Reaction to Congressional approval, announced Wednesday, of a delay in the transition to all-digital TV broadcasting varied among industry and community leaders, although most pledged to continue outreach efforts to bring consumers up to speed.
The House of Representatives approved legislation to delay the analog TV cutoff date 115 days to June 12, 2009, in a 264-158 vote. The measure, which was identical to a bill passed unanimously by the Senate for a second time, will now be sent to President Barack Obama, who, at press time, was expected to sign it into law.
The Consumer Electronics Retailers Coalition, a public policy organization for major retailers of consumer electronics products, pledged that its members “will attempt to provide customers with correct information.” But Chris McLean, CERC executive director, described the environment for training retail associates and educating consumers as “challenging in light of the uncertainty about when particular local broadcasters will actually be able to cease analog broadcasting.”
McLean said CERC will recommend retailers take the most conservative approach, which is least likely to mislead consumers, by continuing to emphasize the Feb. 17 date, and the need for consumers to take action now.
The association has also revised its consumer guide to the DTV transition at www.ceretailers.org, in which the organization states that despite a new final shutoff date for full-power analog broadcasts of June 12, hundreds of broadcasters nationally appear likely to turn off analog stations on Feb. 17, or at some time before June 12. Therefore, consumers are advised to prepare for the analog shutoff as expeditiously as they can, and still by Feb. 17 if possible.
There are several means of preparing for the analog shutoff, including buying a new television or subscribing to a cable or satellite service. Whenever a local station converts to digital-only broadcasting, consumers will need to do a channel “re-scan” for any device hooked to a TV antenna — whether it is an existing TV with a DTV tuner, or a converter.
While consumers should start by assuming that their existing antenna will suit their needs, they may find that newer antenna designs may work more effectively or reliably.
Gary Shapiro, Consumer Electronics Association (CEA) president/CEO, said: “Our nation is leading the world in the digital migration, and CEA again pledges full support for a successful transition to digital television. We will quickly update our consumer education material as necessary and we will devote a significant portion of our Washington Forum event in April to DTV education.”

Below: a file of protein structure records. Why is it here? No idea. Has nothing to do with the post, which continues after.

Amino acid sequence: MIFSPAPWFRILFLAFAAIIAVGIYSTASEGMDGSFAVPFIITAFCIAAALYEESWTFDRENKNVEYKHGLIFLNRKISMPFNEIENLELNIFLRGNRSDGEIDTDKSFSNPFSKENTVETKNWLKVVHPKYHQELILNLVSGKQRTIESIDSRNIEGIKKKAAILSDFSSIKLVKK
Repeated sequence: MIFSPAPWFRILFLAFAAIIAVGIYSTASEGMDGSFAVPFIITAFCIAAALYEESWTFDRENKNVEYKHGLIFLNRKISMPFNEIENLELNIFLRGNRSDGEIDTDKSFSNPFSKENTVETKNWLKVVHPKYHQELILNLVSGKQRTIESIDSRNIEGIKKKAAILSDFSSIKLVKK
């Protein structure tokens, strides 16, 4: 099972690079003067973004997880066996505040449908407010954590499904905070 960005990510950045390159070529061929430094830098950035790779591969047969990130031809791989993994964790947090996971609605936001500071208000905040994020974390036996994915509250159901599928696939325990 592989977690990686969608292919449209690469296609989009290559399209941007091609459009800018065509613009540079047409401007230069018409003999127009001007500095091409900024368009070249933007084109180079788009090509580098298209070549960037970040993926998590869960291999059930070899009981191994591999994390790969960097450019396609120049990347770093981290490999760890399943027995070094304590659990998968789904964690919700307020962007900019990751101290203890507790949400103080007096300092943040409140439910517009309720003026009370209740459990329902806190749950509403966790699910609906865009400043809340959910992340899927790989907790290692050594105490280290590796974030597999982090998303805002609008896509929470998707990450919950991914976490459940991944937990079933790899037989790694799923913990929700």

He added, “As CEA has repeatedly cautioned, this date change will inject uncertainty into the market and may result in a shortage of converter boxes, because manufacturers and retailers planned box inventory based on a Feb. 17 transition date. CEA urges Congress and the Administration to take the necessary steps to ensure converter box availability and to urge consumers to act immediately to enjoy the benefits of DTV.”
Dallas-based market research firm Digital Tech Consulting (DTC) issued updated survey information projecting that 37 million converter boxes will reach consumers by summertime, following the extension.
“We are forecasting strong demand [for converters] that will ultimately keep 37 million analog TVs going as the nation moves to all-digital broadcasting,” said Myra Moore, DTC principal.
Earlier, DTC estimated 33.5 million converters were shipped to retailers in 2008 in preparation for the previous Feb. 17 deadline.
DTC said coupon-redemption rates now top 53 percent. To date, viewers have purchased nearly 22 million converter boxes with government coupons, and DTC estimated that another 4 million were purchased in 2008 without the discount.
While it is expected that converters will be available throughout 2009, demand will fall off precipitously after the June 12 analog switch-off, DTC predicted.
Acting FCC chairman Michael J. Copps said, “The additional four months provided by the law affords urgently-needed time for a more phased transition, including a consumer-friendly converter-box coupon program, stepped-up consumer outreach and support — particularly for vulnerable populations — and dealing with coverage, antenna and reception issues that went too long unaddressed.”
The National Association of Broadcasters (NAB) welcomed the House passage of the delay bill, saying it “will allow more time for the government to fix the coupon program.” David Rehr, NAB president/CEO, said his organization is providing new television spots and resources that promote the June 12 deadline.
The NAB will also work with stations to coordinate additional analog shutoff tests to raise awareness and help consumers prepare for the DTV transition. More than 1,000 full-power stations in over 200 television markets have already conducted DTV consumer readiness tests, which have proven effective in helping consumers prepare their homes for all-digital television broadcasting.
However, the Leadership Conference on Civil Rights (LCCR), earlier called on the public to contact local broadcast stations and ask that they stick to the new June 12 deadline, and not turnoff their analog TV stations earlier, as allowed under the law.
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